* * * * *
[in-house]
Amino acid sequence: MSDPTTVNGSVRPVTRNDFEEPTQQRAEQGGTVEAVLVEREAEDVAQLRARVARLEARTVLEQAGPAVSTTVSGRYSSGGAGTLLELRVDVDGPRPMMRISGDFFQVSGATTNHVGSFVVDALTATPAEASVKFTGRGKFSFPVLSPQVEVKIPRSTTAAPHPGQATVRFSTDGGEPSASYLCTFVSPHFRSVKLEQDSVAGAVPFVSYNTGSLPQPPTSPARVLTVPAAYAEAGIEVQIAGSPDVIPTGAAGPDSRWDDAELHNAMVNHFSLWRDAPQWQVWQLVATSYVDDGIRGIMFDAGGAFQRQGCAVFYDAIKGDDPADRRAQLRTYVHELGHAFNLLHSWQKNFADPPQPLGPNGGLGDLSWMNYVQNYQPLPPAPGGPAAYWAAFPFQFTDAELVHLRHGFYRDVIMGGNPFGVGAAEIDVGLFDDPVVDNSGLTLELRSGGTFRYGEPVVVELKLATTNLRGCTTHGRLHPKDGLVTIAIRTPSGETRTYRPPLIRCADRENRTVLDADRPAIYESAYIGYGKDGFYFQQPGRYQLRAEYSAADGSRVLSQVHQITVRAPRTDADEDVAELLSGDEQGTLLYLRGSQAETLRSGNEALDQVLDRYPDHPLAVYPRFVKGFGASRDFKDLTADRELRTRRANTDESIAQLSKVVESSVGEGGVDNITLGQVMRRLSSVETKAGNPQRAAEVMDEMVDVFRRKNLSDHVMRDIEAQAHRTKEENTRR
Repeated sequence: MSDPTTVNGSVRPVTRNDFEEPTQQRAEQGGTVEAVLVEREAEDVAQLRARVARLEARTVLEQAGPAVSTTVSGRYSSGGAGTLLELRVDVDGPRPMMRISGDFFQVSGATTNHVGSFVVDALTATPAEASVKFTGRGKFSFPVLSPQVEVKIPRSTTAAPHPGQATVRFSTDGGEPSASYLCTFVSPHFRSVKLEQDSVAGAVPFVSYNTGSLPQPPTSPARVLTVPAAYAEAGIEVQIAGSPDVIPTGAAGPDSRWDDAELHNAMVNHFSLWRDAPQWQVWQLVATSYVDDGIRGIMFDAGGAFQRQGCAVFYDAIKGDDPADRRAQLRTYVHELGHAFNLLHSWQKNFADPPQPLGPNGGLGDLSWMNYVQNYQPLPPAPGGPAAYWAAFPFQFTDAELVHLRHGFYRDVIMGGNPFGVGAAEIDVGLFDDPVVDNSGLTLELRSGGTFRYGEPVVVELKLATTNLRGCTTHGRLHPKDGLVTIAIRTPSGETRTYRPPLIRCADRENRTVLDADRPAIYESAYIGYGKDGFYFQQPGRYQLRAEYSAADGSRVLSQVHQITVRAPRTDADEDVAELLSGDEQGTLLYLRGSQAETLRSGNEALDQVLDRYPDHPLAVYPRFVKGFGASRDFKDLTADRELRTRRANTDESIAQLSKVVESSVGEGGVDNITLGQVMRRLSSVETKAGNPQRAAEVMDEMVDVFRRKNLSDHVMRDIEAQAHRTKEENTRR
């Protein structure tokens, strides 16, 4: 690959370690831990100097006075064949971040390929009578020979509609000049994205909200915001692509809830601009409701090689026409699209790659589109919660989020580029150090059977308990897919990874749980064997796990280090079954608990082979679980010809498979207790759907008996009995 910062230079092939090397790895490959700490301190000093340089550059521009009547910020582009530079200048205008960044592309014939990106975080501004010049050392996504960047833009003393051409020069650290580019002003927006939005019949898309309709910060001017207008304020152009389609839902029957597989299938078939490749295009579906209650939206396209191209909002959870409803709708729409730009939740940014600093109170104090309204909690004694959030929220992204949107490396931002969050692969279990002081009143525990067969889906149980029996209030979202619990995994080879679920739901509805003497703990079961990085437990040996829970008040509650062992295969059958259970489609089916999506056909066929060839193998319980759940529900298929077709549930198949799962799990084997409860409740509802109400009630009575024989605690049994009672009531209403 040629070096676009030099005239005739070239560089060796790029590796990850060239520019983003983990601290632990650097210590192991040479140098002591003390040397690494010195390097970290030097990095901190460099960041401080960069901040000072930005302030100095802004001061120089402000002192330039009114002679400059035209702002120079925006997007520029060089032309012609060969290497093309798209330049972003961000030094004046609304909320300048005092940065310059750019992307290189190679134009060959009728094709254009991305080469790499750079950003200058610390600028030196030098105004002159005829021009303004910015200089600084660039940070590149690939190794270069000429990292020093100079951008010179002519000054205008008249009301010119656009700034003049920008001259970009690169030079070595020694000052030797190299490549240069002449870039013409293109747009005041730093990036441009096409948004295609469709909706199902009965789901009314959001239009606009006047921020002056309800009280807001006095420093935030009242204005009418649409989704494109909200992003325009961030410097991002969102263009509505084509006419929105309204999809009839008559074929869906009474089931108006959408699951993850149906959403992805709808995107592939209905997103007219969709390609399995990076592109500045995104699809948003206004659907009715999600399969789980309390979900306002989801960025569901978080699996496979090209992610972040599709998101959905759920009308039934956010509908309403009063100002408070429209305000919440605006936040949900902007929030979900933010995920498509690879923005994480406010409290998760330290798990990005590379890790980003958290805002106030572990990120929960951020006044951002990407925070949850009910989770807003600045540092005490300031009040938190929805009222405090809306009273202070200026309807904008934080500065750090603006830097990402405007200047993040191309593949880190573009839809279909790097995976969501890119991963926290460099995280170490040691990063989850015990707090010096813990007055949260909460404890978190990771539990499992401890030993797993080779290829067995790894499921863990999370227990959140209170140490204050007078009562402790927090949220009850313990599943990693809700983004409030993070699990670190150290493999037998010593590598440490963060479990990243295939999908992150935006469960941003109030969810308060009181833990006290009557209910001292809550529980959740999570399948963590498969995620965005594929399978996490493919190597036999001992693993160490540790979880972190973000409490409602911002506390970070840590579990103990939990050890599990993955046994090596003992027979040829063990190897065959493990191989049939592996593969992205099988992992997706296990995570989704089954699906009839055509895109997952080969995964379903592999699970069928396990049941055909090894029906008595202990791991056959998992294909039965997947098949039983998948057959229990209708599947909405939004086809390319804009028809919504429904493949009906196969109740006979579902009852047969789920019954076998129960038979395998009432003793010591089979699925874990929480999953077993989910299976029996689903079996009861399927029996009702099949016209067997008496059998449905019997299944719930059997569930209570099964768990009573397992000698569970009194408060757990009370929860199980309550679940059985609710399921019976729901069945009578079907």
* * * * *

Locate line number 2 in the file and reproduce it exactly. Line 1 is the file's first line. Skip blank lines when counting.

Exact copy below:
Amino acid sequence: MSDPTTVNGSVRPVTRNDFEEPTQQRAEQGGTVEAVLVEREAEDVAQLRARVARLEARTVLEQAGPAVSTTVSGRYSSGGAGTLLELRVDVDGPRPMMRISGDFFQVSGATTNHVGSFVVDALTATPAEASVKFTGRGKFSFPVLSPQVEVKIPRSTTAAPHPGQATVRFSTDGGEPSASYLCTFVSPHFRSVKLEQDSVAGAVPFVSYNTGSLPQPPTSPARVLTVPAAYAEAGIEVQIAGSPDVIPTGAAGPDSRWDDAELHNAMVNHFSLWRDAPQWQVWQLVATSYVDDGIRGIMFDAGGAFQRQGCAVFYDAIKGDDPADRRAQLRTYVHELGHAFNLLHSWQKNFADPPQPLGPNGGLGDLSWMNYVQNYQPLPPAPGGPAAYWAAFPFQFTDAELVHLRHGFYRDVIMGGNPFGVGAAEIDVGLFDDPVVDNSGLTLELRSGGTFRYGEPVVVELKLATTNLRGCTTHGRLHPKDGLVTIAIRTPSGETRTYRPPLIRCADRENRTVLDADRPAIYESAYIGYGKDGFYFQQPGRYQLRAEYSAADGSRVLSQVHQITVRAPRTDADEDVAELLSGDEQGTLLYLRGSQAETLRSGNEALDQVLDRYPDHPLAVYPRFVKGFGASRDFKDLTADRELRTRRANTDESIAQLSKVVESSVGEGGVDNITLGQVMRRLSSVETKAGNPQRAAEVMDEMVDVFRRKNLSDHVMRDIEAQAHRTKEENTRR